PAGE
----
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To what extent was the superiority of resources the crucial factor in Parliament's victory in the first Civil War?

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Alex Mansfield 12/2 To what extent was the superiority of resources the crucial factor in Parliament's victory in the first Civil War? It has been disputed how crucial Parliament's superiority in resources was to their eventual victory in the civil war. There are opposing views that suggest it was only the superiority in resources that allowed them to win, others think it was the creation of the new model army. Some believe it was a combination of factors. In comparison too other cities in England London was the most important city and site of the majority of the financial and military resources in England for Parliament. The London trained bands were the most professional in England. The Tower of London provided access to a large arsenal so the capital could equip its own troops. London was by far the biggest city in England and through its ports arrived most of the trade, it also had the largest population allowing Parliament to efficiently collect the taxes needed to fund the war and provide men for the army. ...read more.


He became Charles's cavalry commander and was probably the best commander on either side. Rupert's crucial flaw was his impetuousness, while his first charge often broke the opposition he did not see any reason to regroup and aid the infantry battle. Although the Royalists had the best cavalry commander in the war it seemed that both sides could boast a similar number of able generals. In fact the Royalist forces were usually superior in leadership before the creation of the New Model army. The advantage of better leadership meant that even though Charles was outnumbered his troops were usually better lead, which should have resulted in early victory. However rivalries between the Royalist generals, especially Rupert and Digby who did his best to turn Charles against his nephew, ensured that any victories that Rupert or any other Royalist general gained were never exploited fully. The result was a long war that the king could ill afford due to his lack of troops. Charles was unable to muster enough men for his armies, this could have been due to the reputation his troops had received for pillaging, defects in recruitment procedure or the problem of neutralism. ...read more.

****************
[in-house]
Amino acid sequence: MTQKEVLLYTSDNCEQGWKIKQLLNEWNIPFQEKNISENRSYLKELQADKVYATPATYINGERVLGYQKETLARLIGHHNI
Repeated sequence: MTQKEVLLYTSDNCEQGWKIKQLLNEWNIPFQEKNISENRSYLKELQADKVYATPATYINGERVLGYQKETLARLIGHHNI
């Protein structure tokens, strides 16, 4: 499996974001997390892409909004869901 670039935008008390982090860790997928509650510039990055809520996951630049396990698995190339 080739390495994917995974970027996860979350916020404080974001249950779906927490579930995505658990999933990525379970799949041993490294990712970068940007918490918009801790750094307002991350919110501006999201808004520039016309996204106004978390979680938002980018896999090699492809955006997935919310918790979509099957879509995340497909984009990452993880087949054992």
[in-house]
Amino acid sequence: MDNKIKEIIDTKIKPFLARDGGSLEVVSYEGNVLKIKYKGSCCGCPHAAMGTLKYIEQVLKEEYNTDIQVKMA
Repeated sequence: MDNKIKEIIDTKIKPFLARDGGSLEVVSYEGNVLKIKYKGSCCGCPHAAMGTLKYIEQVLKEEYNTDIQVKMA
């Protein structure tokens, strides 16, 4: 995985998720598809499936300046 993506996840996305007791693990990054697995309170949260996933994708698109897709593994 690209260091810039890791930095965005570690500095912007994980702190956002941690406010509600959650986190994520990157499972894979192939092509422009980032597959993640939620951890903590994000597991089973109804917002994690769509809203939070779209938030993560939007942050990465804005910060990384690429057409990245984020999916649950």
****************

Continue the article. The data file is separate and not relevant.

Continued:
The navy blockaded England preventing Charles from receiving foreign help even though Henrietta Maria failed in her attempt to gain support from abroad. Finally the last military resource that Parliament had over the king was foreign aid in the form of the Scots. Charles was unable to receive foreign help due to the blockading of England. The solemn League and Covenant was signed in 1643, Scotland would help in the war; in return Parliament promised that the Church of England was to be modelled more on the Scottish Presbyterian Church. The alliance provided 20,000 extra men for the Parliamentary side, combined with the relatively few troops that Charles had meant that now Parliament had a large superiority in numbers ensuring that the king was inevitably going to loose the civil war. The superiority of resources was important in the parliamentary victory, however equally important in the victory was the Royalist disadvantages. I believe that though Parliament had superior resources it was how they were used that allowed them to win rather than the quantity. The historian Derrick Hurst described it best. "money bags don't win wars." Parliament won because of Royalist inefficiencies and better use of resources rather than just because they had more. ...read more.

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